Rough History of Horror Fiction
H.P. Lovecraft’s most famous quote about the genre is that: “The oldest and strongest emotion of mankind is fear, and the oldest and strongest kind of fear is fear of the unknown.” The first horror story was probably told around a fire by a caveman.
The roots of horror lie in folklore and religion — for Europeans in the Middle Ages that covered death, the afterlife, evil (represented by witches, vampires, ghosts, and demons). Greek mythology had a bit more diversity: giants, monsters, curses, and magical creatures and objects.
The 18th century spawned Gothic Horror, which drew on the supernatural over realism–typically represented by a female menaced in a gloomy castle. This trope was so pervasive, it spawned the sub-genre of Gothic Romance.
The 19th century brought the “classic” monsters: Frankenstein, Jekyll/Hyde, Dorian Gray, Dracula, etc. It also brought us the body of work by Poe.
The 20th century added new twists: Weird Tales, madness/cruelty, cosmic horror (Cthulhu), the antequarian ghost story (discovering a book or object that triggers evil), slasher films, splatter films, Tales from the Crypt, I am Legend (apocalyptic zombie like Romero’s) , Daphne de Maurier’s “The Birds” (eco-disaster)
Contemporary horror has enlarged the genre, with new tropes and revivals of older styles. With writers such as Stephen King, Laurell K. Hamilton, Dean Koontz, contemporary horror includes were-animals, urban fantasy, erotic gothic (vampires and more), alternate history, mashups, and grindhouse revivals .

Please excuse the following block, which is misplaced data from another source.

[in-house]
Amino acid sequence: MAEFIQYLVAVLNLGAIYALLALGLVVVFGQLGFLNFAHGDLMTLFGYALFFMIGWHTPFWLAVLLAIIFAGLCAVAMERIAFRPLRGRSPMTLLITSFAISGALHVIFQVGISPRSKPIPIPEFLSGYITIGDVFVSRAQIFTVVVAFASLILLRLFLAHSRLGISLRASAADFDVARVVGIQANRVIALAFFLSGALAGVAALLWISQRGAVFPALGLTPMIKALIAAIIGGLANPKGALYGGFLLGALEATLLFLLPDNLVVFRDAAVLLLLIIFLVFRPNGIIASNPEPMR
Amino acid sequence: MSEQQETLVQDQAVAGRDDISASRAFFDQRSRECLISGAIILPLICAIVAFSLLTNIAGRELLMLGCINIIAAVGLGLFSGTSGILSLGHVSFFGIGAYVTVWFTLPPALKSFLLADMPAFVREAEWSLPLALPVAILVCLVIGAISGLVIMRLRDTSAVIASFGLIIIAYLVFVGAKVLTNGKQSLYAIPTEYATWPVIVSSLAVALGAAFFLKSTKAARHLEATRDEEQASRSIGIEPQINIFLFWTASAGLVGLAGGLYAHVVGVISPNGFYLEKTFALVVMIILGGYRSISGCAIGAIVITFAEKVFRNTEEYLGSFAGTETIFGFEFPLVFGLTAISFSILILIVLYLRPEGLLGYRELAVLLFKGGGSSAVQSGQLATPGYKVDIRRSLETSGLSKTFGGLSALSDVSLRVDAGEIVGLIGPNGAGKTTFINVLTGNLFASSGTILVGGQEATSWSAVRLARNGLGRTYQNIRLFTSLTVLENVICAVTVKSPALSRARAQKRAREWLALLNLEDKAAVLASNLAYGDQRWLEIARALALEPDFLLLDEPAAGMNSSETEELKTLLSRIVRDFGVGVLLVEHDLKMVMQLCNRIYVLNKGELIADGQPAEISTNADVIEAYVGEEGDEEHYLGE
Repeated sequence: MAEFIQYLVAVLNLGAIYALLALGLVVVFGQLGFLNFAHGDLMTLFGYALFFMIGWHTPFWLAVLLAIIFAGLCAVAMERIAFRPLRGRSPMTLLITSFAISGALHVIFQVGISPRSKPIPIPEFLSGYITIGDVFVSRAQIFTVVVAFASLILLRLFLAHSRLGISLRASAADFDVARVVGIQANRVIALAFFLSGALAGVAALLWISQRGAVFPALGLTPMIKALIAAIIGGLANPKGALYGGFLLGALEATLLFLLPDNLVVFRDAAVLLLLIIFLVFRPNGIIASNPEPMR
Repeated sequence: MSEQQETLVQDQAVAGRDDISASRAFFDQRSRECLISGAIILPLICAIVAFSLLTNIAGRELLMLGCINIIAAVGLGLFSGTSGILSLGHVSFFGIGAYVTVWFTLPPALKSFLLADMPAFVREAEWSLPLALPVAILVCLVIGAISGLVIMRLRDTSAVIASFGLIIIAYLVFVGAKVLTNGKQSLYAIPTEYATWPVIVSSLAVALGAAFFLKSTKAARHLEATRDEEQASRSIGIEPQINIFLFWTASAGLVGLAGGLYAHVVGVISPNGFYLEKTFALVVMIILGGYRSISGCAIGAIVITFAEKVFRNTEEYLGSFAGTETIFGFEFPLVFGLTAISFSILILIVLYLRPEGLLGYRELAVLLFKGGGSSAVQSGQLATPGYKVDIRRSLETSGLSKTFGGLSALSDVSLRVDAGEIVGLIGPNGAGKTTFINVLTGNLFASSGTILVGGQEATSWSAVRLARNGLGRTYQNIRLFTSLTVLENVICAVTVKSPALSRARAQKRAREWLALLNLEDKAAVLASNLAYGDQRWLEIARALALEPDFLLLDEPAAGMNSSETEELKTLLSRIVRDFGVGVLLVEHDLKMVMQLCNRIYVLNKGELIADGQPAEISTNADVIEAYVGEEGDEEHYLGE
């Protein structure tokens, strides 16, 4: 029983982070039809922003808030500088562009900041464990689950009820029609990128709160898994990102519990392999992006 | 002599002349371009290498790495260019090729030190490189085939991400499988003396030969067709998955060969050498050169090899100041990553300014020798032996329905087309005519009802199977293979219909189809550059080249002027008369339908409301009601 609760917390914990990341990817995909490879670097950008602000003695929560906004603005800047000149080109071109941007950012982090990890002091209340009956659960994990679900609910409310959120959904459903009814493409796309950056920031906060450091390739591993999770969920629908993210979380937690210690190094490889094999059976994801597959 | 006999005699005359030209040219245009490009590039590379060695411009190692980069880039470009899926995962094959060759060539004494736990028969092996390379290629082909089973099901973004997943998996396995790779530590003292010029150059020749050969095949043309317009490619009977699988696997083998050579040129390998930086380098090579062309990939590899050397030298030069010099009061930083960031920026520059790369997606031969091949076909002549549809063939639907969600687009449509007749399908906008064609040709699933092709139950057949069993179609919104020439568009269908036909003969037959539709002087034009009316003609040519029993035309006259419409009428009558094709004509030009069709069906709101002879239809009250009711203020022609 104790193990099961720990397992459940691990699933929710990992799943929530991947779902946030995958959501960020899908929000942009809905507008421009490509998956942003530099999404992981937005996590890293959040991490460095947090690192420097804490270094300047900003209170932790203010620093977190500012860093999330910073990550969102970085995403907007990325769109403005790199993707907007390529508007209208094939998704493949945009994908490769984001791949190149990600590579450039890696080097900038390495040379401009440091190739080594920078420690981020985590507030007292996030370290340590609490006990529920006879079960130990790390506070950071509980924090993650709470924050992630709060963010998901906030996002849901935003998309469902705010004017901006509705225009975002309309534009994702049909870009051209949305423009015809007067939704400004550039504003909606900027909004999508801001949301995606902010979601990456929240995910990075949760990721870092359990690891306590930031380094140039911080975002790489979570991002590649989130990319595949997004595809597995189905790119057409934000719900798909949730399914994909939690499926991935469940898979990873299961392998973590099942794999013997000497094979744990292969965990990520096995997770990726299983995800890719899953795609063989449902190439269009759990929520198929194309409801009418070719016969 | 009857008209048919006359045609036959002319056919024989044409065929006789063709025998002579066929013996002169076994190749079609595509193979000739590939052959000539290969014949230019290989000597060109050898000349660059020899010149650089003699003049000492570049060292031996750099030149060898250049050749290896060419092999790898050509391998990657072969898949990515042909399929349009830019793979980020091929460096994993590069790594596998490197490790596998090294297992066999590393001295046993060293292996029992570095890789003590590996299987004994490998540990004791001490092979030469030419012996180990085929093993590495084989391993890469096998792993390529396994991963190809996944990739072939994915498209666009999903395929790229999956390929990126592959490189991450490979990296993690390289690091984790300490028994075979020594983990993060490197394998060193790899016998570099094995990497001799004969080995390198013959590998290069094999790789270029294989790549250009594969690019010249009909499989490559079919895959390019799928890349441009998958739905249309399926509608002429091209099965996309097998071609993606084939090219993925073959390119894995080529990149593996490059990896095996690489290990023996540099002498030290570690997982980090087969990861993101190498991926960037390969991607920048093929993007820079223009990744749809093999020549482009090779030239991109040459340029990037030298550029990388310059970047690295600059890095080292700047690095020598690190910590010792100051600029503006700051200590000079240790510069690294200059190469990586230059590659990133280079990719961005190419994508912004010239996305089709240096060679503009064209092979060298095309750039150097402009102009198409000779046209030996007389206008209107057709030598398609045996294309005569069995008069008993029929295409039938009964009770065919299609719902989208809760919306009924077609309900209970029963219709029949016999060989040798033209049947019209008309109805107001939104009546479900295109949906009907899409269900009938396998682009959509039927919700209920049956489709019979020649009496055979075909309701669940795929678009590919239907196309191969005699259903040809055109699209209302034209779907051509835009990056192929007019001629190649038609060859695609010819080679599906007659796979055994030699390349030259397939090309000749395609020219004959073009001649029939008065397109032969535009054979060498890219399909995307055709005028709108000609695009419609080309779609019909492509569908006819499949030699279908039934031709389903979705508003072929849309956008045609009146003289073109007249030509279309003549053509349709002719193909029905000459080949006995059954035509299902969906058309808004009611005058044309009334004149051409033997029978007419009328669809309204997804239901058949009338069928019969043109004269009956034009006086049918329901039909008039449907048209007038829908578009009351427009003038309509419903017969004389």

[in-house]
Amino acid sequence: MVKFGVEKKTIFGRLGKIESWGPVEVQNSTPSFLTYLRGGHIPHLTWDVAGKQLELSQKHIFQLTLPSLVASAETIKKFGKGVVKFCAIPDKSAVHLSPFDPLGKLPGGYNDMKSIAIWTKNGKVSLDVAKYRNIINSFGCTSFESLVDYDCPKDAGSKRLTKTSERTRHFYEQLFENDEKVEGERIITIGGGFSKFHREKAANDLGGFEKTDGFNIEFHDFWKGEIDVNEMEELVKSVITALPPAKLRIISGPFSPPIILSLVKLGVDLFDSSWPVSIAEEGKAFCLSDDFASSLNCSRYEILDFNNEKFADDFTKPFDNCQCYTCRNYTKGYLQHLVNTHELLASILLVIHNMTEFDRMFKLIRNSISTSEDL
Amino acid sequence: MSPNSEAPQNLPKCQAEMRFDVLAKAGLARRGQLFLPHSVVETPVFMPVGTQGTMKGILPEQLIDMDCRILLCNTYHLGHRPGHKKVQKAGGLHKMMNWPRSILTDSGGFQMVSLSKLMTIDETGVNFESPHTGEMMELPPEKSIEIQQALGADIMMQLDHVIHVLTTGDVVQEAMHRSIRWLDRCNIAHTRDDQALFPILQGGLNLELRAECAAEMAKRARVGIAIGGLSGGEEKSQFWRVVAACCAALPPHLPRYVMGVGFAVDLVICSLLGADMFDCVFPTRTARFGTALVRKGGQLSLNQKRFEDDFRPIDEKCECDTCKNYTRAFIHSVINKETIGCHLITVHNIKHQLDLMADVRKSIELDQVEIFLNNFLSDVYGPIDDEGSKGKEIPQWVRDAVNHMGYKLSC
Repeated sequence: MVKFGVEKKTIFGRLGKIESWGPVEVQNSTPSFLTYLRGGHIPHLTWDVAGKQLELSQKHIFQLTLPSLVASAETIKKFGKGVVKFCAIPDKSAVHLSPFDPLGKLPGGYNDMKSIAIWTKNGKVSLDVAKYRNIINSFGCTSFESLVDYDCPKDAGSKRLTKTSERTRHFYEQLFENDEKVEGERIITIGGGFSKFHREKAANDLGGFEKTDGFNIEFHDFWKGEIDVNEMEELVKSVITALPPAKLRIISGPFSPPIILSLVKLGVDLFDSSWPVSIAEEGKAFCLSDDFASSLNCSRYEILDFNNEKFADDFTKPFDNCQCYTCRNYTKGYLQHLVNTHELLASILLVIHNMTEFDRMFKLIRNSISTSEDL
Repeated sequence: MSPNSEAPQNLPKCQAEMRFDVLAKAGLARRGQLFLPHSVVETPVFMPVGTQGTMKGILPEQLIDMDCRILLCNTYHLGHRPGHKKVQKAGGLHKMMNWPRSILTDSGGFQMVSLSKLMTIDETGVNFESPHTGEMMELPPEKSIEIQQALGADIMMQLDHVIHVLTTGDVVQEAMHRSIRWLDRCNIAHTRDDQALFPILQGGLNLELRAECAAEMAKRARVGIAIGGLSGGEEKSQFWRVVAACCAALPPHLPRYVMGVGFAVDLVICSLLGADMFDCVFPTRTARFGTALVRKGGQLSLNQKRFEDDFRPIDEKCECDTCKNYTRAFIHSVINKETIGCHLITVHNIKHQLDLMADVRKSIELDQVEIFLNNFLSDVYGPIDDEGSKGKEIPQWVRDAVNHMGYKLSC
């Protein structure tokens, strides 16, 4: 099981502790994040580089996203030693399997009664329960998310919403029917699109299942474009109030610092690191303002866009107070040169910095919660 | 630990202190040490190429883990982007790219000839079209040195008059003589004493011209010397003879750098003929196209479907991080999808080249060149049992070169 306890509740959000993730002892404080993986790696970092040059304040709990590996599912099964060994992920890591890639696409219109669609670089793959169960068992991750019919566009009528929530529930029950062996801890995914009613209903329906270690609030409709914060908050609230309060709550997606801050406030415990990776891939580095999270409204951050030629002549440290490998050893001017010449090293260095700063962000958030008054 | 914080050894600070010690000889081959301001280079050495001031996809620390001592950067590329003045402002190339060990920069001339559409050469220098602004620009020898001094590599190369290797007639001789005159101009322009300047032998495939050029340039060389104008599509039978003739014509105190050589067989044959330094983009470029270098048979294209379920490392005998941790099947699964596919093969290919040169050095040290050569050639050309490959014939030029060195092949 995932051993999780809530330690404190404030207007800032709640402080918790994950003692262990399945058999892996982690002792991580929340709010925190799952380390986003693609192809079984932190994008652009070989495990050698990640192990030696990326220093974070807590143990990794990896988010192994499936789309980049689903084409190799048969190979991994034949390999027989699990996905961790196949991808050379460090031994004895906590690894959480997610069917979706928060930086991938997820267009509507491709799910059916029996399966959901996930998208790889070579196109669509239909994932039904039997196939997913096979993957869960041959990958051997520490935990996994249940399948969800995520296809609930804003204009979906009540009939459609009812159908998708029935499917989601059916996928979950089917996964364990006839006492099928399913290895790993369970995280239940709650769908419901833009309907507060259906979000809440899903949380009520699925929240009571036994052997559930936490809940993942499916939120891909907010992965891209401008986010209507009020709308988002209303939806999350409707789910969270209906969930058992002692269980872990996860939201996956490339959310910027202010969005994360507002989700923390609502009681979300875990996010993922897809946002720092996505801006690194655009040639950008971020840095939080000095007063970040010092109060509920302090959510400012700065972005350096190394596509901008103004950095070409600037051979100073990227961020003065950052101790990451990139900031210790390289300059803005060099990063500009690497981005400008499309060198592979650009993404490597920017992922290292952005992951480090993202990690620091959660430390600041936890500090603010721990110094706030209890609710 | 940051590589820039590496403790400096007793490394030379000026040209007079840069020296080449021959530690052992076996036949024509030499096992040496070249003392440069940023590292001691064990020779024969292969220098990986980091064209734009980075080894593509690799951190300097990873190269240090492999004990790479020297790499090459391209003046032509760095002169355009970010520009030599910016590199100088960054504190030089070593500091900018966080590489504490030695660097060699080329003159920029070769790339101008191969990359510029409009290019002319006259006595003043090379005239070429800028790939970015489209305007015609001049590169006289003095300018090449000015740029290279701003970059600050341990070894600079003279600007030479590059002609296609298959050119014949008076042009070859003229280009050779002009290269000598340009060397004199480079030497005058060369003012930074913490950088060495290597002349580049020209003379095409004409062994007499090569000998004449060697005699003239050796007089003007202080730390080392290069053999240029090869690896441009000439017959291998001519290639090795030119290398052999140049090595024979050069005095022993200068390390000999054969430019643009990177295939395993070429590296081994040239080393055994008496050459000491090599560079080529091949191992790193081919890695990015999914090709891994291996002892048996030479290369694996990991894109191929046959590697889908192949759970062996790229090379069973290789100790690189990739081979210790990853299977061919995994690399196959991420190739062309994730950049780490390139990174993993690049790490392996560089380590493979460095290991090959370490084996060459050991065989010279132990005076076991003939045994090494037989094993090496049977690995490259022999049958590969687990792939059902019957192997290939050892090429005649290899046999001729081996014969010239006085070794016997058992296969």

Why Write/Read Horror?
Robert McCammon, one of the founders of HWA (Horror Writers of America), said, “Horror fiction upsets apple carts, burns old buildings, and stampedes the horses; it questions and yearns for answers, and it takes nothing for granted. It’s not safe, and it probably rots your teeth, too. Horror fiction can be a guide through a nightmare world, entered freely and by the reader’s own will. And since horror can be many, many things and go in many, many directions, that guided nightmare ride can shock, educate, illuminate, threaten, shriek, and whisper before it lets the readers loose.”
Technically “horror” is revulsion AFTER an event, while terror is dread BEFORE an event — but in fiction we lump the two together. The “shark music” helped ramp up the terror level in Jaws, while the victims’ bodies create the revulsion.
People read horror for many reasons. Horror can satisfy the need for a thrill (like a roller coaster). The monster/villain/menace can be a metaphor for real life events — like Godzilla and all those giant spiders/ants from 1950s films as metaphors for nuclear war.
Examples (ones that scare ME)
• Cujo and Jaws both rely on the unexpected monster — attacks out of the blue on victims trapped in the dubious safety of a vehicle.
• The Exorcist and Rosemary’s Baby use old school religious evil — the devil.
• There are several varieties of group devolution: Lord of the Flies, The Lottery, Fahrenheit 451, and 1984 — where the society itself is the threat.
• Fear of the crazy person next door, or the random stranger are used in The Collector, Misery, Silence of the Lambs, and The Illustrated Man.
• “Science gone wrong” got its start with Frankenstein, but lives on in movies like Jurassic Park.
• The Haunting of Hill House (the book) explores the boundaries between supernatural and insanity.
• The Amityville Horror (the book) shares with Jaws (the book) a financial subplot — the victims can’t afford to flee the villain.
What readers want: suspense, unexpected or shocking ending, believable characters, believable setting, unrelenting pace, something left to the imagination (especially when it comes to gore) — like the way we never get a good look at the monster in the first Alien movie.
What readers DON’T want: too much detail, giving away the ending, gore for no purpose, illogical actions — like the teenager who goes down in the dark basement after they know a murderer/monster is on the loose.